Wednesday, October 10, 2001

Max Rauer of D.M. Remembers Arne Harris

Arne Harris never hit a home run for the Chicago Cubs. Never pitched a game or fielded a ground ball, either.

But Harris was a talented and very valuable behind-the-scenes member of the cast during every Cubs game that was televised by Chicago station WGN.

Harris, 67, who died last weekend while dining at a downtown Chicago restaurant with his wife and Cubs TV announcer Chip Caray, was the long-time director and producer of Cubs’ games on WGN.

Max Rauer of Des Moines remembers Harris well.

“I attended Jim Duncan’s radio and TV classes at Drake with Arne in the 1950s,’’ Rauer said. “Jim was the head of the broadcast journalism department, and also in those classes was Al McCoy, who is still broasdcasting games for the Phoenix Suns.’’

Paul Morrison, historian in Drake’s athletic department, recalls Harris as being “one of Jim Duncan’s prize pupils. He was always considered one of Jim’s brightest students.’’

Others quickly learned how bright he was.

“While he was going to school at Drake, I think Harris had a part-time job at WHO-TV in Des Moines,’’ Rauer said. “Then, the following summer, he left to go back to Chicago, his hometown. He got a part-time job with WGN, and they were doing some stuff with the Cubs.

“So they offered him a regular job that fall. Arne called Duncan and told him, ‘You know, I have this chance to be with WGN and do some stuff with the Cubs. What do you think?’

“Duncan said, ‘Stay there. If that thing doesn’t work out, you can always come back to Drake. But at least you’ve got your foot in the door at a good operation. So I would advise you to stay.’’

Stay he did.

For 38 years.

Hardly a Cubs game went by on WGN-TV without Harris’ name being mentioned. Chip Caray regularly talked about him, and Harry Caray (Chip’s late grandfather) always had fun talking about Harris’ choices of TV shots during games when he was the Cubs’ play-by-play announcer.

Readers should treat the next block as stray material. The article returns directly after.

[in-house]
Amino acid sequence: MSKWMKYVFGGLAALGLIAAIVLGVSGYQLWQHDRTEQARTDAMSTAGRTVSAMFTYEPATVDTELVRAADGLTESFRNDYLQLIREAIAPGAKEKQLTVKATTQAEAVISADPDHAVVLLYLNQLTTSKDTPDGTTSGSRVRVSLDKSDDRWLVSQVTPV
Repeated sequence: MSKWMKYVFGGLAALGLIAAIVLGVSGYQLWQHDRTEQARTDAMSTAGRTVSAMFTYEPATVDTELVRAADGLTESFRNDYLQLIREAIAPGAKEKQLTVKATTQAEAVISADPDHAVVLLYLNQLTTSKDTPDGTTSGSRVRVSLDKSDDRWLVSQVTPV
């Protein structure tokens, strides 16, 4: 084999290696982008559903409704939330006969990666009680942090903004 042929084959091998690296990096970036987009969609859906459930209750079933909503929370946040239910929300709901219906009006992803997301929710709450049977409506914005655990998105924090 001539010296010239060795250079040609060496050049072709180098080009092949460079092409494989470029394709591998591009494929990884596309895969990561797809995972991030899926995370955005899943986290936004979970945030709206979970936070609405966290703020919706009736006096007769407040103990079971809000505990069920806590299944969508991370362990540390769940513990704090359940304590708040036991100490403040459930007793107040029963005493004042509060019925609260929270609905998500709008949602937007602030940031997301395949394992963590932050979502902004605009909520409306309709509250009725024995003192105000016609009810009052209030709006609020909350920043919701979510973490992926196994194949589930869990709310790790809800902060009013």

Rauer said Harris was “always very knowledgeable about baseball. He’d get in trivia games with people and he knew everything about the game. When he was doing Cubs games, he came up with some TV shots that had never been done before.’’

Back when the Chicago Cubs still played exhibition games in Des Moines, Harris often accompanied the team here. It wasn’t necessary that he come here because the games weren’t televised, but he just wanted to be around baseball and he liked coming back to Des Moines.

After his days at Drake, Rauer went on to do play-by-play of games involving Iowa, Iowa State and Drake for various Des Moines radio stations. Although pretty much retired now, he remains close to the Drake scene.

“I’m on the Drake Relays executive committee and do other things pertaining to athletics there,’’ he said.


Veteran play-by-play broadcaster Larry Morgan will have an interesting basketball season.

He may survive the winter as long as he’s got a compass and a number of road maps in his suitcase.

“Morgan will announce Drake’s women’s games, but will continue to be the TV announcer for Iowa’s men’s games,’’ Drake athletic department spokesman Mike Mahon explained.

But what if there’s a conflict? What happens when Iowa’s men and Drake’s women play on the same night?

“Larry said there are only two conflicts,’’ Mahon explained. “When there is a conflict, another announcer will fill in for him.’’

Working with Morgan on the Drake games will be analyst Laura Leonard, a former Drake player. The play-by-play announcer for Drake’s men’s games will be Mike Newell.

Former Iowa player Al Lorenzen will be the analyst.

Drake’s games will be carried by KXTK-AM (940). Both Morgan and Newell have broadcast games involving Bulldog teams in other seasons.

[THE AUTHOR -- Ron Maly edited and wrote at the Des Moines Register for 39 years and 9 months. He somehow kept most of his sanity and some of his health during that time. He was voted Iowa’s Sportswriter of the Year four times, won lots of Associated Press writing awards and a number of other writing awards that he can no longer remember. It seems like 100 years ago that he covered Drake’s men’s basketball games alongside announcers Mike Newell and Larry Morgan. Some of those games date so far back that New Mexico State and West Texas State were still in the Missouri Valley Conference with Drake. In those days, the players wore short pants, not the knee-length variety Michael Jordan brought to basketball. And no one ever imagined there would be something called the Knapp Center on the Drake campus. That also was before Maly knew anything about computers and e-mail. Now he knows a little about both. If you care to light up his e-mail button, his address is]

Oct. 10, 2001
VOL. 1, No. 3